With the likelihood that Texas Governor George W. Bush will become the next president of the United States, there needs to be serious thought as to what kind of foreign policy can be expected over the next four years.
Contentious debates in Zimbabwe resonate across Southern Africa, reflecting the post-apartheid struggles for human rights, economic redistribution, and security.
As President Clinton goes to Vietnam this week, he carries with him a heavy weight of legacy from Americas longest war.
Smirked the Statesman of Calcutta, "Foreigners are watching with bemusement the spectacle of Americans tying themselves up in knots over election results.
We should not accept, as fate, the feeling that, if our leaders do not lead, nothing can be done.
In the recent debate on permanent normal trade relations (PNTR) with China, some progressives argued that failure to ratify the bilateral deal would constitute a retreat into unilateralism.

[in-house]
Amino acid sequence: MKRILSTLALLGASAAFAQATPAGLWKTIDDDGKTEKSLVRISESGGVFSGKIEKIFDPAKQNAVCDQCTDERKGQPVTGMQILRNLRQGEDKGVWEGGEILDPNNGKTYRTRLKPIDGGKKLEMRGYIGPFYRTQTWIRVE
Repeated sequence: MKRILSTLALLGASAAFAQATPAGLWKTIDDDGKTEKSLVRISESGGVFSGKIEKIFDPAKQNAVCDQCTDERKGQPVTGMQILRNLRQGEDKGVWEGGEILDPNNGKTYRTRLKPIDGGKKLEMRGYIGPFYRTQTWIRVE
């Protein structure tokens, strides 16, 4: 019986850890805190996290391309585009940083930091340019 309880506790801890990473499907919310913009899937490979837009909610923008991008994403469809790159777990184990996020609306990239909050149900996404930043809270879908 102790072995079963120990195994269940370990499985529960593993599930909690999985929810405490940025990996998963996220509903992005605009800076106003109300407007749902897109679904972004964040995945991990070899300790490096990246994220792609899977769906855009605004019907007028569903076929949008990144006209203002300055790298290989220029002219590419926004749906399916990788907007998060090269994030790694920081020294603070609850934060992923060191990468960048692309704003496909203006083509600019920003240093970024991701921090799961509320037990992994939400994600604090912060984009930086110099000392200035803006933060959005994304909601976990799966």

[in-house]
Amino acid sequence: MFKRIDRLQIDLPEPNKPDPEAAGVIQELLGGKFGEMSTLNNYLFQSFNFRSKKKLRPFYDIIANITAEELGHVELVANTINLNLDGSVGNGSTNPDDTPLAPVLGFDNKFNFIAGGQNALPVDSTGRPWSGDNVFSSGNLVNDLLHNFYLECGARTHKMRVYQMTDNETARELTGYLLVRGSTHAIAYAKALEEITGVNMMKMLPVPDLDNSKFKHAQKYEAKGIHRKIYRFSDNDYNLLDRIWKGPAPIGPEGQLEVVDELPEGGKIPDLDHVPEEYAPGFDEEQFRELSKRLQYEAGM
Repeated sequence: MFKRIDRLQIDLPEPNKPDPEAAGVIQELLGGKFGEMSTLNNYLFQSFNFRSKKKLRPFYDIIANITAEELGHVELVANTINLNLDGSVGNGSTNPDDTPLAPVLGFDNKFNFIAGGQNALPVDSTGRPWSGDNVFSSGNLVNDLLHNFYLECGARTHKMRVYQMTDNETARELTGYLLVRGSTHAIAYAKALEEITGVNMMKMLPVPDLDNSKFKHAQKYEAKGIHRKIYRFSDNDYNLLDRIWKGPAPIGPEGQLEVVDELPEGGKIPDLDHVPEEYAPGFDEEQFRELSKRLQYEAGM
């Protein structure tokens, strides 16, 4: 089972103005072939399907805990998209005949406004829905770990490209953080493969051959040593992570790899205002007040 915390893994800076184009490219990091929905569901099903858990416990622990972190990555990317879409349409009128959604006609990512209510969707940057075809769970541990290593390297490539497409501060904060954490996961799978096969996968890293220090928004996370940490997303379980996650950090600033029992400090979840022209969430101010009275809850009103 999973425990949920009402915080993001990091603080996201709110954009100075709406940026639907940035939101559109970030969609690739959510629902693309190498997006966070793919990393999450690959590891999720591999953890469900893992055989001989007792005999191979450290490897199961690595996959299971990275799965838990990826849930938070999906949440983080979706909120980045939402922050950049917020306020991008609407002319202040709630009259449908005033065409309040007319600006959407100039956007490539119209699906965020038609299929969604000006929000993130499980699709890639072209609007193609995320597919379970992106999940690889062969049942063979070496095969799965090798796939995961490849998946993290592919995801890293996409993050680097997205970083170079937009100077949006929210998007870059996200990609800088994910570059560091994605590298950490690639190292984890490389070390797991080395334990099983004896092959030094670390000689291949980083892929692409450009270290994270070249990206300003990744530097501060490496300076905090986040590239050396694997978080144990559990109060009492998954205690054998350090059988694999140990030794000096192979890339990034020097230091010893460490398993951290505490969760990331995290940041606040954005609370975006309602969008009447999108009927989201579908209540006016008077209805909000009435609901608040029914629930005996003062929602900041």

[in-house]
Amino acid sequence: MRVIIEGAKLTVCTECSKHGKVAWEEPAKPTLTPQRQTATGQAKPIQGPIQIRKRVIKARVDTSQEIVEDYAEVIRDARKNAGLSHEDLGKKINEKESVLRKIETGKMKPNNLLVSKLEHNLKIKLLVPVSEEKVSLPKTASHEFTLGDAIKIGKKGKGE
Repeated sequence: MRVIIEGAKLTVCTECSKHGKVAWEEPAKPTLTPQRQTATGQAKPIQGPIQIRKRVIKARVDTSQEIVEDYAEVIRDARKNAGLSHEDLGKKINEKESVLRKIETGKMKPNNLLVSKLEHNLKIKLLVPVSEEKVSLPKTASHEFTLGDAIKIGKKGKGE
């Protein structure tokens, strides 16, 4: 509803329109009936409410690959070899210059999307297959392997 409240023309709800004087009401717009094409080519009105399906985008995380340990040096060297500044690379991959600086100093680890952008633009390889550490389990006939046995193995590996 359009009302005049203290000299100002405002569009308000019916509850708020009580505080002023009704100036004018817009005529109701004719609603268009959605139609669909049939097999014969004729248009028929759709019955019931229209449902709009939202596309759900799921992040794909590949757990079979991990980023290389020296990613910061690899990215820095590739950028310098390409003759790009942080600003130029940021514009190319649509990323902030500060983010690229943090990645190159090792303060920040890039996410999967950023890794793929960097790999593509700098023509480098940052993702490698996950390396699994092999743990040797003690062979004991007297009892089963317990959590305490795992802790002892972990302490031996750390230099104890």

Global poverty today is no longer a legacy of the past; the new global poverty is not only the direct consequence of globalization, but an integral part of it.
As in 1989, it was not the military prowess of the western alliance bringing freedom to an Eastern European country, but the power of nonviolent action by the subjugated peoples themselves.
There is a widespread assumption that resolution to the conflict between Israelis and Palestinians is an extremely complex issue, and that the United States has been and is the best hope for peace. The reality, however, is just the opposite.
If there is to be peace in the Middle East, the United States must exercise some "tough love."